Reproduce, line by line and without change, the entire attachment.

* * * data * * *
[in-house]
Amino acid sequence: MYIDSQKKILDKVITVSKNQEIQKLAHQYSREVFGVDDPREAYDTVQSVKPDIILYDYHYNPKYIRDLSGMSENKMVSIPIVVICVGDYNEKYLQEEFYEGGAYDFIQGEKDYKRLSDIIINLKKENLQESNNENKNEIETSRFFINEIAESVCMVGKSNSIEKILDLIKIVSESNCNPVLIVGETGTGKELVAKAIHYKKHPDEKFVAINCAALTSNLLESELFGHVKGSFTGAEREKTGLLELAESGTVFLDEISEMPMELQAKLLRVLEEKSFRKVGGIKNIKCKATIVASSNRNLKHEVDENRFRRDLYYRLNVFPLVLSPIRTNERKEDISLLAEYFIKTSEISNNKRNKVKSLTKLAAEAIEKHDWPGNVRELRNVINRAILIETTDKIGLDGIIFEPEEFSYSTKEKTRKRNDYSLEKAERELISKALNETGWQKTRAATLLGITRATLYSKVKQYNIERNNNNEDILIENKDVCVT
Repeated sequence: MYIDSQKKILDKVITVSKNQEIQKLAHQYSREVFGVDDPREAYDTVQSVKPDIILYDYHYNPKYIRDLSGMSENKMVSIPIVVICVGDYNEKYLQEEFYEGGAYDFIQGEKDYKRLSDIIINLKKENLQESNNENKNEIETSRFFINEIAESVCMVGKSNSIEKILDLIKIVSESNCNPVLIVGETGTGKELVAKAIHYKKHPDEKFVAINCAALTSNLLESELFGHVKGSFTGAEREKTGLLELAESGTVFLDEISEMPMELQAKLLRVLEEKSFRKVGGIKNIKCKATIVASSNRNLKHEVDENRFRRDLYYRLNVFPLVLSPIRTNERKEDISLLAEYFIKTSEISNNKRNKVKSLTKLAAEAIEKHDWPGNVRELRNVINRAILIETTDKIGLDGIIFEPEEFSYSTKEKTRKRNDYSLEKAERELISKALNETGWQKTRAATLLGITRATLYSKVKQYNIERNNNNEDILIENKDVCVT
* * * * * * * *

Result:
[in-house]
Amino acid sequence: MYIDSQKKILDKVITVSKNQEIQKLAHQYSREVFGVDDPREAYDTVQSVKPDIILYDYHYNPKYIRDLSGMSENKMVSIPIVVICVGDYNEKYLQEEFYEGGAYDFIQGEKDYKRLSDIIINLKKENLQESNNENKNEIETSRFFINEIAESVCMVGKSNSIEKILDLIKIVSESNCNPVLIVGETGTGKELVAKAIHYKKHPDEKFVAINCAALTSNLLESELFGHVKGSFTGAEREKTGLLELAESGTVFLDEISEMPMELQAKLLRVLEEKSFRKVGGIKNIKCKATIVASSNRNLKHEVDENRFRRDLYYRLNVFPLVLSPIRTNERKEDISLLAEYFIKTSEISNNKRNKVKSLTKLAAEAIEKHDWPGNVRELRNVINRAILIETTDKIGLDGIIFEPEEFSYSTKEKTRKRNDYSLEKAERELISKALNETGWQKTRAATLLGITRATLYSKVKQYNIERNNNNEDILIENKDVCVT
Repeated sequence: MYIDSQKKILDKVITVSKNQEIQKLAHQYSREVFGVDDPREAYDTVQSVKPDIILYDYHYNPKYIRDLSGMSENKMVSIPIVVICVGDYNEKYLQEEFYEGGAYDFIQGEKDYKRLSDIIINLKKENLQESNNENKNEIETSRFFINEIAESVCMVGKSNSIEKILDLIKIVSESNCNPVLIVGETGTGKELVAKAIHYKKHPDEKFVAINCAALTSNLLESELFGHVKGSFTGAEREKTGLLELAESGTVFLDEISEMPMELQAKLLRVLEEKSFRKVGGIKNIKCKATIVASSNRNLKHEVDENRFRRDLYYRLNVFPLVLSPIRTNERKEDISLLAEYFIKTSEISNNKRNKVKSLTKLAAEAIEKHDWPGNVRELRNVINRAILIETTDKIGLDGIIFEPEEFSYSTKEKTRKRNDYSLEKAERELISKALNETGWQKTRAATLLGITRATLYSKVKQYNIERNNNNEDILIENKDVCVT